As my person is soon hopping on his plane back home, he should be just as thrilled to head back to America as drugged Kirsten Wiig was on her freaking plane to Vegas in Bridesmaids. My person should be relaxed and ready to party. Relaxed and ready, as in, relaxed and ready to see my beautiful face once again.

How did I do it, you may ask? How did I survive the dreary, cold, bitter months in Syracuse while I knew my person was getting spoiled with Italian cappuccinos, cannolis as long as his freaking arm, Versace, the Ponte Vecchio, and gay locals who hit on him bar upon bar?

I took a deep breath, threw back a shot, waited for Syracuse's win against Duke (which never happened) and vicariously lived my life through my friends (who were pulling so many one night stands, that by the end I thought they were genuinely paying these frat boys).

The trick to long distance requires a couple of things - here's your quick guidebook.

1. Let go of the jealousy and stop avoiding them

Okay, we get it. You're jealous. You're stuck here, while he/she is traveling the world, getting drunk off of wine tours and giving zero fucks towards any class. As a result, all you want is to avoid he/she out of jealousy.

Avoiding the person you care about out of envy means you're being selfish AF. Whether you're frustrated your person isn't here or you're pissed because they're doing what you want to be doing, be happy and be there for them. Avoiding them will only make you look petty, and no one wants that.

2. Keep busy

While they're busy, you should be busy too. If you're distracted by their experience, make an experience of your own. Get involved in something you never thought you would. Start studying for a class that you never thought you had time for.

Live your life. Don't be overshadowed by your person's experience. You could be having just as much fun. It's truly what you make of it.

3. Make new friends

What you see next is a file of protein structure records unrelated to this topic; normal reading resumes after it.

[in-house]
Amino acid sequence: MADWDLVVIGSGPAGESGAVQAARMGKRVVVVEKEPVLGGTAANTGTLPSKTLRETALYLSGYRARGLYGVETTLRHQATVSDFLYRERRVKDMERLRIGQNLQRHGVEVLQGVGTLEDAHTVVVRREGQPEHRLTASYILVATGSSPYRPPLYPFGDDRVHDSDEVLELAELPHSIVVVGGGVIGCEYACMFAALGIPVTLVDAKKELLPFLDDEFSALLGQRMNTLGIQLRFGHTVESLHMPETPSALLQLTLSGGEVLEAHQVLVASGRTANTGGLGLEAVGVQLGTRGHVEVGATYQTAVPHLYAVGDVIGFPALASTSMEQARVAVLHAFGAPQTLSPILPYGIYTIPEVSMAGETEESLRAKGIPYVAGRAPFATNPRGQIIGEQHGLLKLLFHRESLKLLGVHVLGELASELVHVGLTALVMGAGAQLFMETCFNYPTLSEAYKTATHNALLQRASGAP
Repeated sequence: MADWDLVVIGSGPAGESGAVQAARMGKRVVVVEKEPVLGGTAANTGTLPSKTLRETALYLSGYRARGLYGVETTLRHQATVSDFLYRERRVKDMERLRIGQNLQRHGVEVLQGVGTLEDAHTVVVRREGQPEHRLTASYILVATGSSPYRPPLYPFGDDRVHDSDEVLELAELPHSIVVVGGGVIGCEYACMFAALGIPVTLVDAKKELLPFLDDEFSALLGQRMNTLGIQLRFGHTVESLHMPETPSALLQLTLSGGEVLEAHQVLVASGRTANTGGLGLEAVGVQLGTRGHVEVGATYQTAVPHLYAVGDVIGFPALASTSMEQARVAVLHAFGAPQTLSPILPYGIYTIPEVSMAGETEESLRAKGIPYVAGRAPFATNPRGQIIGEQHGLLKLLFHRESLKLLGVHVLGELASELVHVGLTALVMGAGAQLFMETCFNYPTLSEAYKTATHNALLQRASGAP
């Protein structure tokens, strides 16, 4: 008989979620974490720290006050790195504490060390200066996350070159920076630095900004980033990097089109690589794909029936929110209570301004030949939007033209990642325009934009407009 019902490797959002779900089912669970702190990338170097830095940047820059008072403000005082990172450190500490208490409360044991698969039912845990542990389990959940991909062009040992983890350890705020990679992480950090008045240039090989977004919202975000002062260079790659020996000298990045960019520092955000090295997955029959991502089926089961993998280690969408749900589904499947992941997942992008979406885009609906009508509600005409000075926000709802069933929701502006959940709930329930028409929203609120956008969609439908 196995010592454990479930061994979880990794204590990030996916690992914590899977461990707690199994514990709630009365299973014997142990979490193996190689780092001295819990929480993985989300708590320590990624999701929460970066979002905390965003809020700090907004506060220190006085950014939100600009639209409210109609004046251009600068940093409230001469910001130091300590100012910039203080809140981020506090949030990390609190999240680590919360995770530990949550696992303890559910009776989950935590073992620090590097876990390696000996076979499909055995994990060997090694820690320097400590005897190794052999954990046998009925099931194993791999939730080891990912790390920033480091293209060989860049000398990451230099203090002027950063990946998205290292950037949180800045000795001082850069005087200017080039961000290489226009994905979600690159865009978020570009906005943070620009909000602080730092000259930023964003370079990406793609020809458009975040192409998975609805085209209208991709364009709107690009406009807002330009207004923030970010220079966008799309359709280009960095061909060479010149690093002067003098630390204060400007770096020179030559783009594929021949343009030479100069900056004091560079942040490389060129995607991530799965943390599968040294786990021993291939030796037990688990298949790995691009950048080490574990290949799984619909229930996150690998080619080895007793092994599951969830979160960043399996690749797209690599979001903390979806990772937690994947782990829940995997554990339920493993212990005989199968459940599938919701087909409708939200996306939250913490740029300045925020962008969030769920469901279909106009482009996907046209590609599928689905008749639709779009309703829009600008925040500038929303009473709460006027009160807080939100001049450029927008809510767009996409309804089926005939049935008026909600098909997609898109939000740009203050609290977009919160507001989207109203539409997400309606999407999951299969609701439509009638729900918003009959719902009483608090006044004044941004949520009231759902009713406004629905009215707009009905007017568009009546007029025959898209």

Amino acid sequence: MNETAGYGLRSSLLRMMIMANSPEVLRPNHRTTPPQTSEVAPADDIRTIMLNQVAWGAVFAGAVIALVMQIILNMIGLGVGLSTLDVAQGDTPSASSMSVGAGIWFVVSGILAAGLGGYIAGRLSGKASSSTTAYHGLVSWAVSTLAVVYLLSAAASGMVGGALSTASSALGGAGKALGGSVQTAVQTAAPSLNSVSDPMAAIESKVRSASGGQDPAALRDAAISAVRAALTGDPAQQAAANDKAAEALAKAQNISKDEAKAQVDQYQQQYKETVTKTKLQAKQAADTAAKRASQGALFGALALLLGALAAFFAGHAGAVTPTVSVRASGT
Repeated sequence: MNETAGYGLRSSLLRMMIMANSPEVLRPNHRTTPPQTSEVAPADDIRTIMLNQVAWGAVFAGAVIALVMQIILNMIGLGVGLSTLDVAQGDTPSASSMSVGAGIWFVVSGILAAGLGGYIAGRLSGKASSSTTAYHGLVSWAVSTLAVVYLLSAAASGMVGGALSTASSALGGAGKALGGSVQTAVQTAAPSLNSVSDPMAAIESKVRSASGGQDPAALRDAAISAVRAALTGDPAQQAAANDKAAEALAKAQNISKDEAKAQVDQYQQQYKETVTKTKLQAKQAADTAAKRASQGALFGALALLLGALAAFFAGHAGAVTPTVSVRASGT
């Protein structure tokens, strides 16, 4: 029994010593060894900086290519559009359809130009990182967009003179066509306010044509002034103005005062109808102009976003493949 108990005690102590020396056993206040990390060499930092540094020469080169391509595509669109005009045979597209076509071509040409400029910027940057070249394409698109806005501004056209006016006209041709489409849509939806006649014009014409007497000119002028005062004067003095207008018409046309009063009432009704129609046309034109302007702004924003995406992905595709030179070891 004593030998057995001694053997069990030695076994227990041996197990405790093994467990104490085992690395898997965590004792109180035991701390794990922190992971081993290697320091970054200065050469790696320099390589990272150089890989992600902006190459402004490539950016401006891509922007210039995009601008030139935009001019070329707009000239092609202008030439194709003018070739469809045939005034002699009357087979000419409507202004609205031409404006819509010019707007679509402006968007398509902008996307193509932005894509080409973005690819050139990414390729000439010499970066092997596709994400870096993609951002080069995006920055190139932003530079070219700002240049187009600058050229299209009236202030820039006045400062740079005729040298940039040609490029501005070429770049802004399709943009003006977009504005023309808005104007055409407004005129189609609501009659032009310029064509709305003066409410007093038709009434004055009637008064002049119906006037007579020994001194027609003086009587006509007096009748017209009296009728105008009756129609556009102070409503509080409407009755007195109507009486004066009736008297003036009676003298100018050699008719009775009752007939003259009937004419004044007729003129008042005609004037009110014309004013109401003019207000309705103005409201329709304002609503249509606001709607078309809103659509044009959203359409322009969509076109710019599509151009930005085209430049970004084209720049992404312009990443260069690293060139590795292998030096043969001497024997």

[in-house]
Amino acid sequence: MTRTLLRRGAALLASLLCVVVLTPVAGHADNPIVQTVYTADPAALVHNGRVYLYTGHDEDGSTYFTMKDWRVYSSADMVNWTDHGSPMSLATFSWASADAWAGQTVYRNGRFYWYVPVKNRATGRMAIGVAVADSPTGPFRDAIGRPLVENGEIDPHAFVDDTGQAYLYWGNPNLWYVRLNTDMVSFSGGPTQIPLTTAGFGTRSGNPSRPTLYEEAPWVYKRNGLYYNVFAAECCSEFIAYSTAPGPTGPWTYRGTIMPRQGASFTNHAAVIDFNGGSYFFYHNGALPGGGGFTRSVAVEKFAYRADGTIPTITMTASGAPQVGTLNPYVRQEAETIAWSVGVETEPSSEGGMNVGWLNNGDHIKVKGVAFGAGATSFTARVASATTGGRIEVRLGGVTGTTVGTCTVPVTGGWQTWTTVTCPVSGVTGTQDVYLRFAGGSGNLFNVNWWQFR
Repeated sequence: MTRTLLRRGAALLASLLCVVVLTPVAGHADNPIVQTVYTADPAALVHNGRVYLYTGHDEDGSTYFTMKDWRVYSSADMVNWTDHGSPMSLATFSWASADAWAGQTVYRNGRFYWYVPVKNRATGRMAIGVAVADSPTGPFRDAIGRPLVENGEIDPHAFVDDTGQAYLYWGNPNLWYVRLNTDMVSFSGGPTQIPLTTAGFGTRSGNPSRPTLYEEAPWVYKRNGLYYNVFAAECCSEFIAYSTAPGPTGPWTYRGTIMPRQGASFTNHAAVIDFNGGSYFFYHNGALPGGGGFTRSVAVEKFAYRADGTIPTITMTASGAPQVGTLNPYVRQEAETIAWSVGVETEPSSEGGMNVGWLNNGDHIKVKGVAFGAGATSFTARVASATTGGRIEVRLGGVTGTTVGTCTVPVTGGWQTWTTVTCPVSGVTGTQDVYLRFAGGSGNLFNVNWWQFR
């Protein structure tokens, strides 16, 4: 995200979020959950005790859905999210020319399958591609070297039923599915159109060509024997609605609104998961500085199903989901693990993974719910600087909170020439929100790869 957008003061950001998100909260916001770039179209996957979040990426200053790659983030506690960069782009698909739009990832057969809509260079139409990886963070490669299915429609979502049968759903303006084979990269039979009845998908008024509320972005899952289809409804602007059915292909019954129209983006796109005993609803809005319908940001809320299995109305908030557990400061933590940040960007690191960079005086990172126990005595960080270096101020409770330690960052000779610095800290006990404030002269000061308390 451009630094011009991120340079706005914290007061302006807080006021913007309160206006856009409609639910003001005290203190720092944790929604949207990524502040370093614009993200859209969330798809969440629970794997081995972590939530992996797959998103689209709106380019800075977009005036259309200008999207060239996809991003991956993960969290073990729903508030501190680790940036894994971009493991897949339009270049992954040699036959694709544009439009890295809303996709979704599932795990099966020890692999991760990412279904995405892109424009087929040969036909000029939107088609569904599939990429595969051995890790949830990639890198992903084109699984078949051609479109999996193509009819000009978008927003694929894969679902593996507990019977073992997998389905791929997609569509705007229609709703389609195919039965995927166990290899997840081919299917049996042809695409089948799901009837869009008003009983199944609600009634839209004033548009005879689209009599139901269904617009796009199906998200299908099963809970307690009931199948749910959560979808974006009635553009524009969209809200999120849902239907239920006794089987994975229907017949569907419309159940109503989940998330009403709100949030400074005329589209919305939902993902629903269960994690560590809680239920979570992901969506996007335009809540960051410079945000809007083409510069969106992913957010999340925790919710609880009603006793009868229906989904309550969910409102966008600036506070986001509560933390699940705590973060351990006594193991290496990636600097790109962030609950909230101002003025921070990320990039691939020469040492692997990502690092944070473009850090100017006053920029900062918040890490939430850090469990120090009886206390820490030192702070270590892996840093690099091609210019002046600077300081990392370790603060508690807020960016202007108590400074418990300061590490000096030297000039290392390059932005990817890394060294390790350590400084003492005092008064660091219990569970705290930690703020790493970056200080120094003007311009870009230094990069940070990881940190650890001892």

Now that your favorite person is gone, you only have a select few of people that you can actually stand. Take advantage of this and make new ones. Hang out with people you never thought you would have. Go out with a different group. To summarize, start fresh.

4. Take advantage of the time to yourself

Remember when you were trying to equal your time spent with ~your person~ and your friends? Now's your time to have a decent amount of time with your friends and make free time for yourself.

Go to the gym, read a freaking book, get fat (or don't), get your work done, or I don't know--just get your life together? Stop stressing about your abroad S.O., just be happy with yourself.

5. Facetime

This does not mean facetime him/her when they're out. This also does not mean facetime every day. Keep it often, but not always. Every once in a while, it's great to see his/her face to make sure everything is still in check.

6. Give each other space

Don't text 24/7. Don't think that you need to hear an update on their experience every hour. If you genuinely think you need an hourly update, you're going to be taking up all of their time abroad. Let them experience it and get a life of your own.

7. Stop complaining

Your friends have heard enough of your worries, your complaints and your constant need for affection. They understand you're upset. Don't lose sight of their happiness through your misery. No one wants a horny bitch. You'll lose your friends before ~your person~ even comes home.

8. Pay a visit

......if you're not dead broke.

Cover Image Credit: Pexels